Center for Biophysics and Quantitative Biology

Ting Lu

Assistant Professor

Gene circuits design and construction; mathematical modeling of bacterial gene regulation; development of synthetic microbial consortia; probiotic bacteria for therapeutic applications.

Research Interests

Research Description

Gene regulatory networks are one of the main cellular infrastructures that confer defined biological functions. Our research focuses on synthetic and systems biology - the analysis, construction, and exploitation of these regulatory networks for cellular functionality reprogramming. In particular, we are interested in understanding the architecture and dynamics of naturally existing networks, primarily those in bacteria, and exploring their relationship to cellular function. We are also interested in engineering gene circuits for biomedical applications. Along that line, engineered probiotics and microbial consortia are particularly attractive to us. To pursue our interest, we often employ an integrated approach that combines mathematical modeling with experimental synthetic biology.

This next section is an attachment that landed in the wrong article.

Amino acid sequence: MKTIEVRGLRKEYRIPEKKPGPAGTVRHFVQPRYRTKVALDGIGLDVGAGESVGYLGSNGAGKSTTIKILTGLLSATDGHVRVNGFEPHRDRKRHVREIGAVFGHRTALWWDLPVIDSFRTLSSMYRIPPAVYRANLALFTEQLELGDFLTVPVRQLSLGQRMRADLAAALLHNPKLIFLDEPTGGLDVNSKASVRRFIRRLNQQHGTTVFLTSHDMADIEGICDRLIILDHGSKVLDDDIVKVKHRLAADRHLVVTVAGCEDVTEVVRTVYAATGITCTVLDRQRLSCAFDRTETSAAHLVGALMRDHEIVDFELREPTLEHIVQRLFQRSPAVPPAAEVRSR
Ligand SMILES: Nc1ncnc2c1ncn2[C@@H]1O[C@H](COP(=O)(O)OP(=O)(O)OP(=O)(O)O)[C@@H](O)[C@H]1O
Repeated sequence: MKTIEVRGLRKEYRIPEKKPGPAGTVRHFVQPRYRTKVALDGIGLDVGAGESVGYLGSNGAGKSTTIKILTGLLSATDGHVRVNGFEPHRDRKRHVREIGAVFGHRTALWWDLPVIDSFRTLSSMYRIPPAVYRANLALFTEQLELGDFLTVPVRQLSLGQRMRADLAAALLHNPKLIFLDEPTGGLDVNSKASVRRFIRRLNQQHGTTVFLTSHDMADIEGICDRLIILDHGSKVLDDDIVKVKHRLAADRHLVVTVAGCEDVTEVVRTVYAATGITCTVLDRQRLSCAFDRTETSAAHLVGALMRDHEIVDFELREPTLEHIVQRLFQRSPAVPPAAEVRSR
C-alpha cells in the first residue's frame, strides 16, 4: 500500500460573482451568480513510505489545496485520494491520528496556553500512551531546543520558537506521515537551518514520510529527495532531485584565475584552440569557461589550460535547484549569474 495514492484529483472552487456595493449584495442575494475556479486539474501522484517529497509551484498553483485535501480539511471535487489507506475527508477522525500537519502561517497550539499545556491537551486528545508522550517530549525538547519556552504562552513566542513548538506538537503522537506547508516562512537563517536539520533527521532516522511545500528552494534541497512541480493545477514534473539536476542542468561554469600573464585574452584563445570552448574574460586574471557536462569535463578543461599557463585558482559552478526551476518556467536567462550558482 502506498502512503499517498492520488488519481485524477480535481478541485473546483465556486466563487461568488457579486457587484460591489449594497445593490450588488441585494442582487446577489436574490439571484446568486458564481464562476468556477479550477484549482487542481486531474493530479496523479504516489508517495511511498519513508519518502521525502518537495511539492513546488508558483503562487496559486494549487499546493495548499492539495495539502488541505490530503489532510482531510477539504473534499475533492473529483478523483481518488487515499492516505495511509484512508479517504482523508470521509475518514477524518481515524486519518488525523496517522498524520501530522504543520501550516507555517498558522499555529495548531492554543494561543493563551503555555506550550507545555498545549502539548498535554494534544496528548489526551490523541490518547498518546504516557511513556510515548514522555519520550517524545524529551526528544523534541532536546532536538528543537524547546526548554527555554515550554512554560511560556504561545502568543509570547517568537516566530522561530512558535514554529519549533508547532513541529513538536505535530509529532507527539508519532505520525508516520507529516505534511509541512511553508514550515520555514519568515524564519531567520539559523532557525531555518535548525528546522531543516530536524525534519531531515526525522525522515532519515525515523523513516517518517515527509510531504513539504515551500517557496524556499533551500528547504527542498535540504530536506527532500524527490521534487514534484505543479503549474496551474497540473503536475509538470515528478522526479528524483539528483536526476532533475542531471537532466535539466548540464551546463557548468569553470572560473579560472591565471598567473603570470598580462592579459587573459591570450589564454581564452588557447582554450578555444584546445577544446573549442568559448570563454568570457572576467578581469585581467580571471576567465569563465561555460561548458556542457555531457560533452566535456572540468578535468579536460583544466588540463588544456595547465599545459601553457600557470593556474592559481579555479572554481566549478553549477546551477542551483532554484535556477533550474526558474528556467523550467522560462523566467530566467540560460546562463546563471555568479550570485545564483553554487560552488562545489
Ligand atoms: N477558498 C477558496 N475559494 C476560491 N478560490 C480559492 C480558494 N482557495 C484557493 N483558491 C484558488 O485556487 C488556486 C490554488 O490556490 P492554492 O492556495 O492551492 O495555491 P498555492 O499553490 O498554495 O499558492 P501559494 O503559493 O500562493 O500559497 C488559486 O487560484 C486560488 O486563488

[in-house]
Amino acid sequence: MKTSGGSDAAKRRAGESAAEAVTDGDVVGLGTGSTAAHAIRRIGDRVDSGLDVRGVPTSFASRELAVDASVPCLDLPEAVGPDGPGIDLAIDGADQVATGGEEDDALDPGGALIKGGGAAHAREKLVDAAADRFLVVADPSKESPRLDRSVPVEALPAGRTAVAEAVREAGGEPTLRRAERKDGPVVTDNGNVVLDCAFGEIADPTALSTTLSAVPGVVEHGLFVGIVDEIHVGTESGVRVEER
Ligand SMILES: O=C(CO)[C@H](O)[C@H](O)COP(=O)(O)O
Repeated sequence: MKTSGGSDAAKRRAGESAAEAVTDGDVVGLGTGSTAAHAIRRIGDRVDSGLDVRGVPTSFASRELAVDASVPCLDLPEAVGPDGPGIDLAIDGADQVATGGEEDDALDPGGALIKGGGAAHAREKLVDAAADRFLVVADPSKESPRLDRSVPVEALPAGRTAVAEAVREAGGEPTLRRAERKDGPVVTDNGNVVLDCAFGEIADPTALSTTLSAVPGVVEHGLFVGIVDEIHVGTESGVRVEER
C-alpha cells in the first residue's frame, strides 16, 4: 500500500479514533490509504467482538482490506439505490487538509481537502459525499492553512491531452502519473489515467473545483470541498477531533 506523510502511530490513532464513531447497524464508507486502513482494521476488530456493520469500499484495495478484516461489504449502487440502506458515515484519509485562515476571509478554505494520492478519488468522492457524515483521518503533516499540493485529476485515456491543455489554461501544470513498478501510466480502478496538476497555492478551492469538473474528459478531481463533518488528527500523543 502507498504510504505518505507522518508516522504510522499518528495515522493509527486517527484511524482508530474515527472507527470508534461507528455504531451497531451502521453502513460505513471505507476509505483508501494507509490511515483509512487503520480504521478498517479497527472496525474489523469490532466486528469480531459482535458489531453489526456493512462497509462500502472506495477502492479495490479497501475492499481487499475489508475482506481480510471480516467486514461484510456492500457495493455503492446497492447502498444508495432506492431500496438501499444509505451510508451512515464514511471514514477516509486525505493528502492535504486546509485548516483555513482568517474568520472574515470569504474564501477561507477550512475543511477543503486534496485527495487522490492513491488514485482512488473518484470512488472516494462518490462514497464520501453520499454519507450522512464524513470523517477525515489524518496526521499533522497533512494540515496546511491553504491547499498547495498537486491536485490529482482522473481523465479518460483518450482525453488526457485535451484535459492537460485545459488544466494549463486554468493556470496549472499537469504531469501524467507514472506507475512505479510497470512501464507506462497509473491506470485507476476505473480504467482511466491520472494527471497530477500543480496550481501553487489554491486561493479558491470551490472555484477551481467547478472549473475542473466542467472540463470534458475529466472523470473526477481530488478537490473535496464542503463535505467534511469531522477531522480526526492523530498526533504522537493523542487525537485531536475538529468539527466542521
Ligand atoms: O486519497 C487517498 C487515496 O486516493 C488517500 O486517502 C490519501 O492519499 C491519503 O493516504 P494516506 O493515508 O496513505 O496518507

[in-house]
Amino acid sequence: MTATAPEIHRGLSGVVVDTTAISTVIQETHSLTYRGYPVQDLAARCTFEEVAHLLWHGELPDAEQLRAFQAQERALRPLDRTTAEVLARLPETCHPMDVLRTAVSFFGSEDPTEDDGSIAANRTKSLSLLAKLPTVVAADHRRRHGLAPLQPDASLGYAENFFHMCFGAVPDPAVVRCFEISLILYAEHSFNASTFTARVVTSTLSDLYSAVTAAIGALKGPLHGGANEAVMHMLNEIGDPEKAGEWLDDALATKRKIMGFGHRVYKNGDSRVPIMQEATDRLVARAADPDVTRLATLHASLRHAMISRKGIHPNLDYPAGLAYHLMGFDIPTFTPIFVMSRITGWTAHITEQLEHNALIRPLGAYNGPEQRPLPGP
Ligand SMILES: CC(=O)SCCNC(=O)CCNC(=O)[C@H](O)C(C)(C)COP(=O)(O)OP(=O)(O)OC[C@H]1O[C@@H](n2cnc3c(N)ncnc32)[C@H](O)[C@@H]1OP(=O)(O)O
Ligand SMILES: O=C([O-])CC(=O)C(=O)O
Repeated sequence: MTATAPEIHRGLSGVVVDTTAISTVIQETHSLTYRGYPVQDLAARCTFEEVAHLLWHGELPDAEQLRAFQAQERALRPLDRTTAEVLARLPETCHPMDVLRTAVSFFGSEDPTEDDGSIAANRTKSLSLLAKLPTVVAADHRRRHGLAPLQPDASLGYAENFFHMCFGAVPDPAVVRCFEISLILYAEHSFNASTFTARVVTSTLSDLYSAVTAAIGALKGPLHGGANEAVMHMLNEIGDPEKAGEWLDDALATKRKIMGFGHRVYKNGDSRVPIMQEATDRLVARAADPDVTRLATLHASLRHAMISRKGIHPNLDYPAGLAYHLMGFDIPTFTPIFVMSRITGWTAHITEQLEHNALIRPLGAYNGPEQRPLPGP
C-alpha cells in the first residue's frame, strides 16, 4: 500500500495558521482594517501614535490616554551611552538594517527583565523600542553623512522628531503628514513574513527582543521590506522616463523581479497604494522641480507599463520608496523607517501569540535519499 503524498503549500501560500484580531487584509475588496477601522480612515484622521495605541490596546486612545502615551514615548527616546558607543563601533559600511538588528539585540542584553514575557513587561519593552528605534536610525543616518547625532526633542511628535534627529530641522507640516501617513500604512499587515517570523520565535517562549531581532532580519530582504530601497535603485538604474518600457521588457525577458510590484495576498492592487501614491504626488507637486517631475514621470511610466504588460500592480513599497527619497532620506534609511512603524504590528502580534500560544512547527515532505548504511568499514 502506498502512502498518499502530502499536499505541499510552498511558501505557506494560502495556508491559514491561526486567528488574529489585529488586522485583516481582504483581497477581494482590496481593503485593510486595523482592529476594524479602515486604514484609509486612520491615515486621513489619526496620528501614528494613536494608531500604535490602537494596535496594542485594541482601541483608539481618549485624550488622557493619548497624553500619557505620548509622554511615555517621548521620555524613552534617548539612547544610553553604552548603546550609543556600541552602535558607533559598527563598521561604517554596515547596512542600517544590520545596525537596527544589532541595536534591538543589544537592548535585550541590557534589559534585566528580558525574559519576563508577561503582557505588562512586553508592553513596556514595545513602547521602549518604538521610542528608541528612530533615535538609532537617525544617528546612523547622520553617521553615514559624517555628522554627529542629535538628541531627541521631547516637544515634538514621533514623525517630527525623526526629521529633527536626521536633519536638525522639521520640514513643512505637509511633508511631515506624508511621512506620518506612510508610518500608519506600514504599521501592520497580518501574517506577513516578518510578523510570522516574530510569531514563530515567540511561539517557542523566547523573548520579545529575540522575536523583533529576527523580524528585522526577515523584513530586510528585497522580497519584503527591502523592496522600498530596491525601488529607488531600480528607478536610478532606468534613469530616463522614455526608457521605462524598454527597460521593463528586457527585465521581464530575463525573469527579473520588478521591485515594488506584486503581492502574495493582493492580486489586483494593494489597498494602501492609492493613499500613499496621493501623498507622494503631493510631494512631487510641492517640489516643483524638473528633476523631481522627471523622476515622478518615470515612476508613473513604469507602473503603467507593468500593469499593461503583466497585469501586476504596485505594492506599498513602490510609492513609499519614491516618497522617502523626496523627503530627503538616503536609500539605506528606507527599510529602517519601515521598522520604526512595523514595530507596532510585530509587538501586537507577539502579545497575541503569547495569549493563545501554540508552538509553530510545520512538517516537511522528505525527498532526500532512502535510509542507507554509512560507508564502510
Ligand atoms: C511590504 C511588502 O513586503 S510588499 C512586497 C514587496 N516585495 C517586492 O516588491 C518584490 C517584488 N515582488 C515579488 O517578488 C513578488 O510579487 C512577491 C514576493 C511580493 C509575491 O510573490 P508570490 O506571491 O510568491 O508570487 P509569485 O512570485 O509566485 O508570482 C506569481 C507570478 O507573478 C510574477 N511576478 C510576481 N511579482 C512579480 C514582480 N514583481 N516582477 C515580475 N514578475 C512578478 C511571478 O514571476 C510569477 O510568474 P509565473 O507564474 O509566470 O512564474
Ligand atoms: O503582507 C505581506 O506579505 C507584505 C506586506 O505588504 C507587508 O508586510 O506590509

Education

B.S., 2002, Zhejiang University (Physics)
Ph.D., 2007, University of California at San Diego (Biophysics)
Postdoc., 2007-2011, Princeton University, Massachusetts Institute of Technology, Wyss Institute at Harvard University

Awards

National Scientist Development Grant, American Heart Association, 2012
NARSAD Young Investigator Award, Brain & Behavior Research Foundation, 2014
NSF CAREER Award, 2015
ONR Young Investigator Award, 2016